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Running code in RAM

Just Jeff

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Unless that last instruction of the code jumps somewhere else, the cpu would continue reading the next instruction at the following address, that is $0100. But $0100 is a mirror of $00 in the VCS and that's in the area where TIA registers are mapped, so the program would interpret what it reads there (the collision registers) as code and would likely crash (or behave in an unintended way in any case)

Edited by alex_79
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Particularly, when reading from the TIA, there are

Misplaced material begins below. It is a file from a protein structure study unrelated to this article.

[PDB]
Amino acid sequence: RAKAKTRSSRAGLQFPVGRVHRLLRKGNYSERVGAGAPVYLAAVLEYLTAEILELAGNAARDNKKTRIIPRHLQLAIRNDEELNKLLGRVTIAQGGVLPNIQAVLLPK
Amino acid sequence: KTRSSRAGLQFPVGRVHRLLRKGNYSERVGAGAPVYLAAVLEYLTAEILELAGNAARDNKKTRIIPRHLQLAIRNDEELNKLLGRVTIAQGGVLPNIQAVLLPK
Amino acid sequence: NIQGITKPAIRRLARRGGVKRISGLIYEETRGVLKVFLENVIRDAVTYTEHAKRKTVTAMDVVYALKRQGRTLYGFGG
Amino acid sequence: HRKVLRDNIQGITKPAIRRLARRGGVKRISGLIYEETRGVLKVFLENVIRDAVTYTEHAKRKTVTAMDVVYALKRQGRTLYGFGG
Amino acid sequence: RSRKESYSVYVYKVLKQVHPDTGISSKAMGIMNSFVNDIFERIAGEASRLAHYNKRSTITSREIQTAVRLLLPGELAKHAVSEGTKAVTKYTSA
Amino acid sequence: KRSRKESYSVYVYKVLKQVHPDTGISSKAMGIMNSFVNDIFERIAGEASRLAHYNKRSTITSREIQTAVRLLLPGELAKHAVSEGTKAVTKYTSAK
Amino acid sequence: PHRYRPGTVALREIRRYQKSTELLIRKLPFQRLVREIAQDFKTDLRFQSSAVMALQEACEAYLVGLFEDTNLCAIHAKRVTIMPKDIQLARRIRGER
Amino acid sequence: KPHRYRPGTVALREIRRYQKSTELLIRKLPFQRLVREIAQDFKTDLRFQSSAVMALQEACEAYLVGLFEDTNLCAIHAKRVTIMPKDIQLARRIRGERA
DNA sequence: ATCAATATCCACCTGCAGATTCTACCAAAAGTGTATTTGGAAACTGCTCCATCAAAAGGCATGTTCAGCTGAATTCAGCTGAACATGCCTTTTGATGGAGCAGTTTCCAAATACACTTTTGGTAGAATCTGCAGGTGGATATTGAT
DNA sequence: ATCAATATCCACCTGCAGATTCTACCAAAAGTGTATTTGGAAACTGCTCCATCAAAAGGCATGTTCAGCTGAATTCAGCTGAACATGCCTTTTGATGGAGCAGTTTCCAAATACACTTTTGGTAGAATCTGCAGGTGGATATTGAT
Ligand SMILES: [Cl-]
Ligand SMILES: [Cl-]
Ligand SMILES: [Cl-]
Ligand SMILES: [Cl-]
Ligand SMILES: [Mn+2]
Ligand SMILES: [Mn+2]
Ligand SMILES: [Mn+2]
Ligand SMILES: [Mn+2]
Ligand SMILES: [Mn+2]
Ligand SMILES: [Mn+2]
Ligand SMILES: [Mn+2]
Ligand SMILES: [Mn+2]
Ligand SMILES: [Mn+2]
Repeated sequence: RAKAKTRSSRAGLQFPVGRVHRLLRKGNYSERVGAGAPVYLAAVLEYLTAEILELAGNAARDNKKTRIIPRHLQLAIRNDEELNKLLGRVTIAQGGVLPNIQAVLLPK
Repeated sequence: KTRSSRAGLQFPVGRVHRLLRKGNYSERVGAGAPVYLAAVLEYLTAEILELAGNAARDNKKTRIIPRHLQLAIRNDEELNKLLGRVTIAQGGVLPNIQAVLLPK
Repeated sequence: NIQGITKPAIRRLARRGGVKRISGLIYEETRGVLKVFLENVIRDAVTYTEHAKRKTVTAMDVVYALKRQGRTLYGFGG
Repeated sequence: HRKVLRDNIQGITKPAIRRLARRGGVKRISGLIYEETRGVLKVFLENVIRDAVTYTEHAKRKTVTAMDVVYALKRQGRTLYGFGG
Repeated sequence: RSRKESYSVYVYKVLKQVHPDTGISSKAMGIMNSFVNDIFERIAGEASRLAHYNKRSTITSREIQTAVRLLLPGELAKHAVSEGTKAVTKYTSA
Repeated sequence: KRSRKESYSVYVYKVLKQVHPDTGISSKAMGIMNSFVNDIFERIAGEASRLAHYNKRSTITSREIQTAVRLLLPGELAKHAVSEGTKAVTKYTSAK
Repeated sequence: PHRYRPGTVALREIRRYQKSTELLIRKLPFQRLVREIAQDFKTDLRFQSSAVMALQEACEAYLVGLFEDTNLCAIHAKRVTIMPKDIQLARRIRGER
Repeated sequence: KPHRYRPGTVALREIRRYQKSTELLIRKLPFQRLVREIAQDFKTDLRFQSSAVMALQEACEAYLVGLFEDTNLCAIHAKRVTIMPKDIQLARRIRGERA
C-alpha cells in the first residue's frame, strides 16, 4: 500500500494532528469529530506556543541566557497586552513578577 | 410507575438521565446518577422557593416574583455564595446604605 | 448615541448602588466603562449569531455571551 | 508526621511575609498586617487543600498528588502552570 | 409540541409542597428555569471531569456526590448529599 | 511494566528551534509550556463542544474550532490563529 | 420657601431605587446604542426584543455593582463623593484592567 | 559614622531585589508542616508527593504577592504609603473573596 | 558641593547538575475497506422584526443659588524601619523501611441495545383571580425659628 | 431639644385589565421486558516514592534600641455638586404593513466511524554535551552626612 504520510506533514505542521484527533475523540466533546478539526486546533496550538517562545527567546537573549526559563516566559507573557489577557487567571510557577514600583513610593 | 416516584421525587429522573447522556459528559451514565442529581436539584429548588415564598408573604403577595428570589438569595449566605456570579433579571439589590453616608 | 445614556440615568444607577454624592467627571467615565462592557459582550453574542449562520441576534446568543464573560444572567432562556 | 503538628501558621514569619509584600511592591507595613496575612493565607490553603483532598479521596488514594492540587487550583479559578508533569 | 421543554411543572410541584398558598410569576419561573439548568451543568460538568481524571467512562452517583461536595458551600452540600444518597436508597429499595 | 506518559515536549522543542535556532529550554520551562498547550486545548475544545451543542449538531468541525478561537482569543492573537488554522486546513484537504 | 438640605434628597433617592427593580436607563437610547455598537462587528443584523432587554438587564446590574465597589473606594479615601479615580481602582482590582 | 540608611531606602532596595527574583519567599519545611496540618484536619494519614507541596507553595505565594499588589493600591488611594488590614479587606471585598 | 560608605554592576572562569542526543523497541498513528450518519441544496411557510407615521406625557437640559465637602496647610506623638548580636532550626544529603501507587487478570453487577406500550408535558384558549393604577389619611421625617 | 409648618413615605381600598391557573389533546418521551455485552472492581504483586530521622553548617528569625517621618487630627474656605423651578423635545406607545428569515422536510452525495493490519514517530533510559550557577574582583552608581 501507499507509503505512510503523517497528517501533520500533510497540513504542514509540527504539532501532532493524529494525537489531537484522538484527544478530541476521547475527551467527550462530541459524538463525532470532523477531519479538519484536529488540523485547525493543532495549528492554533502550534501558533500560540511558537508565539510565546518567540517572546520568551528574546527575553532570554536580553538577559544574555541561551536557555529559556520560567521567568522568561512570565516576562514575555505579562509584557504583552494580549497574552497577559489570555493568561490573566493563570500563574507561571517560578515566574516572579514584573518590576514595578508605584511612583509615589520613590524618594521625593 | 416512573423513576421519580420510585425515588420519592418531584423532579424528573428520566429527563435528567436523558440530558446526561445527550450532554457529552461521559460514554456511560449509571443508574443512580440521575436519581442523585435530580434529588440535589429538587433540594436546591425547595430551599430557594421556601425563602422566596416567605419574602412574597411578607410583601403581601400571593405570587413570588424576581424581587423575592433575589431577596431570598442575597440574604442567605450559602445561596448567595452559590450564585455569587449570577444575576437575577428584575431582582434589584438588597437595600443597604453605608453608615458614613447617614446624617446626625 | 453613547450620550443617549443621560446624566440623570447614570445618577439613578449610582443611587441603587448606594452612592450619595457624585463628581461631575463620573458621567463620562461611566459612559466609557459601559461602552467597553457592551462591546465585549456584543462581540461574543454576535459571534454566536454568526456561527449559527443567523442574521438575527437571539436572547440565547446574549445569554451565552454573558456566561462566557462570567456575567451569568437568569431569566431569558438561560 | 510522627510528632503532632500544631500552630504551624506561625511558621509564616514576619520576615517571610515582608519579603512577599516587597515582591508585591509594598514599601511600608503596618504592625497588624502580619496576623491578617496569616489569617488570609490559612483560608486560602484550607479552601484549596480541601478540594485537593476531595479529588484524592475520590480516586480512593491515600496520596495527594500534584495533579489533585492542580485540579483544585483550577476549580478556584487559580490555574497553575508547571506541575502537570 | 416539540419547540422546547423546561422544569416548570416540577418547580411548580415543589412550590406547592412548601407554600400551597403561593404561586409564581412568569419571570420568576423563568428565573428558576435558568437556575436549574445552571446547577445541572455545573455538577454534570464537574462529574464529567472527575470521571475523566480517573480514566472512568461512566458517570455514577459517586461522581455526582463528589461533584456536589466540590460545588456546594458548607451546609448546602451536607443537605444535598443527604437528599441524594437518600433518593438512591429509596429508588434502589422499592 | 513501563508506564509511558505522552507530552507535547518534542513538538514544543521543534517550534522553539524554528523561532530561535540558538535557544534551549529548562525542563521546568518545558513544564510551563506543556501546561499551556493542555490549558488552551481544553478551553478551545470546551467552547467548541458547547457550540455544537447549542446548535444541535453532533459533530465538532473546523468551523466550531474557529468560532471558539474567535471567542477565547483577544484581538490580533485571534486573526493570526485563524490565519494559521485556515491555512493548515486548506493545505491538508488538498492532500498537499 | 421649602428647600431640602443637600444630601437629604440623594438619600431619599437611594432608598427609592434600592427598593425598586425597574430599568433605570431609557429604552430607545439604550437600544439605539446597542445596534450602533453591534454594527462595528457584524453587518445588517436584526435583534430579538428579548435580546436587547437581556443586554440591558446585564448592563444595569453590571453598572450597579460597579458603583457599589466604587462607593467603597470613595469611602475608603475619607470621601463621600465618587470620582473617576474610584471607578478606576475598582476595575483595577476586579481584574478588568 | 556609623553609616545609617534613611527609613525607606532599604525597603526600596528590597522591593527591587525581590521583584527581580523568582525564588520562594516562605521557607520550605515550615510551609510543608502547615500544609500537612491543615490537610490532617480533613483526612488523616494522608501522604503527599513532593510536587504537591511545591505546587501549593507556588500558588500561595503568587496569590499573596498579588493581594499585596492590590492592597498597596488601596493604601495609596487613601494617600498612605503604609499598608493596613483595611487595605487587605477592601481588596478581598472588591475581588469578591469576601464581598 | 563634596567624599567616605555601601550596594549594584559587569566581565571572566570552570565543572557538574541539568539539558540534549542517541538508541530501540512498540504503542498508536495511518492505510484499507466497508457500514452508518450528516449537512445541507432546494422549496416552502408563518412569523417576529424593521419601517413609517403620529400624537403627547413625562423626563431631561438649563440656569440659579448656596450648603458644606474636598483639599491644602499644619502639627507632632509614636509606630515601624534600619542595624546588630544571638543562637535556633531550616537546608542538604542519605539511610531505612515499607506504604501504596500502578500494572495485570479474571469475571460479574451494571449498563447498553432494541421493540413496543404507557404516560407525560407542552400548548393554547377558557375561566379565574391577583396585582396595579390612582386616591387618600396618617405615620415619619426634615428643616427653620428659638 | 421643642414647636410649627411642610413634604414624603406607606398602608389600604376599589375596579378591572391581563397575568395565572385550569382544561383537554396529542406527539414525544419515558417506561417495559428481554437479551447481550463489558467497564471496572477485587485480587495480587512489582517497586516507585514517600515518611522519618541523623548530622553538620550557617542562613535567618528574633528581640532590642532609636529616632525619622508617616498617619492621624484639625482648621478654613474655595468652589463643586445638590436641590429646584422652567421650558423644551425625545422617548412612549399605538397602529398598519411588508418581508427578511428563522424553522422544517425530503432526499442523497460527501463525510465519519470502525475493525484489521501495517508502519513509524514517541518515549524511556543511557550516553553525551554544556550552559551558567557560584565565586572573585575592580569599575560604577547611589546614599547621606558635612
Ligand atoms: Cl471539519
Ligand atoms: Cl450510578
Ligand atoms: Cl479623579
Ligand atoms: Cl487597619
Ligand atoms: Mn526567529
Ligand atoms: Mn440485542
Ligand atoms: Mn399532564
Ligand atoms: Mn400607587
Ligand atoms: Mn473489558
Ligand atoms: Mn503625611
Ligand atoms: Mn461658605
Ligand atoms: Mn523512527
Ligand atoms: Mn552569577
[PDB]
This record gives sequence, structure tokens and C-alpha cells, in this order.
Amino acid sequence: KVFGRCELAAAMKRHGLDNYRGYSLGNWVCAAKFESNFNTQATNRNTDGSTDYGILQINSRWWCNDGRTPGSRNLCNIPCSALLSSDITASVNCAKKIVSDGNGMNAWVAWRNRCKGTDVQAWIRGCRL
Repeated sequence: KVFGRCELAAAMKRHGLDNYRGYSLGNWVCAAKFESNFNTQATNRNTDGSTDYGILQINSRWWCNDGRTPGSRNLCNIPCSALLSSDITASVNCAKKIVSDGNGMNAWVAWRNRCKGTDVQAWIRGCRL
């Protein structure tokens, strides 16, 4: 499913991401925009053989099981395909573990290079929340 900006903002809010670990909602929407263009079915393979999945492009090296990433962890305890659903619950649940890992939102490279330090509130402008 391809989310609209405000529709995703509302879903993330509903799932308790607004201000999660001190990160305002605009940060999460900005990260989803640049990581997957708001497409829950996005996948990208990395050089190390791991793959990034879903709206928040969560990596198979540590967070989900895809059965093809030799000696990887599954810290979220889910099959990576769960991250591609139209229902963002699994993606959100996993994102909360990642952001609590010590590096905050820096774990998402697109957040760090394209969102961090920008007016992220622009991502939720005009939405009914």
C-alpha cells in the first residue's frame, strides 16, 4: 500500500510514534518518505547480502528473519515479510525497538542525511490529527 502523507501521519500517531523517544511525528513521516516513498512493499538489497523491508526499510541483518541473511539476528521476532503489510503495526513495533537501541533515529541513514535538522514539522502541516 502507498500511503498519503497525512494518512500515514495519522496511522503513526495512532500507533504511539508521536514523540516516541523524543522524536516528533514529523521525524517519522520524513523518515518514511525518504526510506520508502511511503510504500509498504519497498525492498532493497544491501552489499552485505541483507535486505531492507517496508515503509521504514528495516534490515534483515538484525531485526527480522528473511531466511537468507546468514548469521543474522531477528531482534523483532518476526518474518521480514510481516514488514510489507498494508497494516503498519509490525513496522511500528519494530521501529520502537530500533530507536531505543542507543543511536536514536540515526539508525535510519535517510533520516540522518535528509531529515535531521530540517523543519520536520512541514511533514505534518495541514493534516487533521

00  ...  CXM0P
01  ...  CXM1P
02  ...  CXP0FB 

Meaning, if there's no collision, the CPU will execute a BRK instruction ($00).


It depends which RAM mirror you read from. In the case of the primary mirror, allowing the PC to get to $0100 will mean the next instruction loaded is an ORA command (byte code $01). That's without collisions. With collisions, the opcode will variously be $11, $21 or $31. None of which would be particularly useful.


As far as I can see, there's no useful mirror/opcode/collision combination that would result in a branch command or jump command. Which is a shame, because that might actually be useful.



Edited by JetSetIlly
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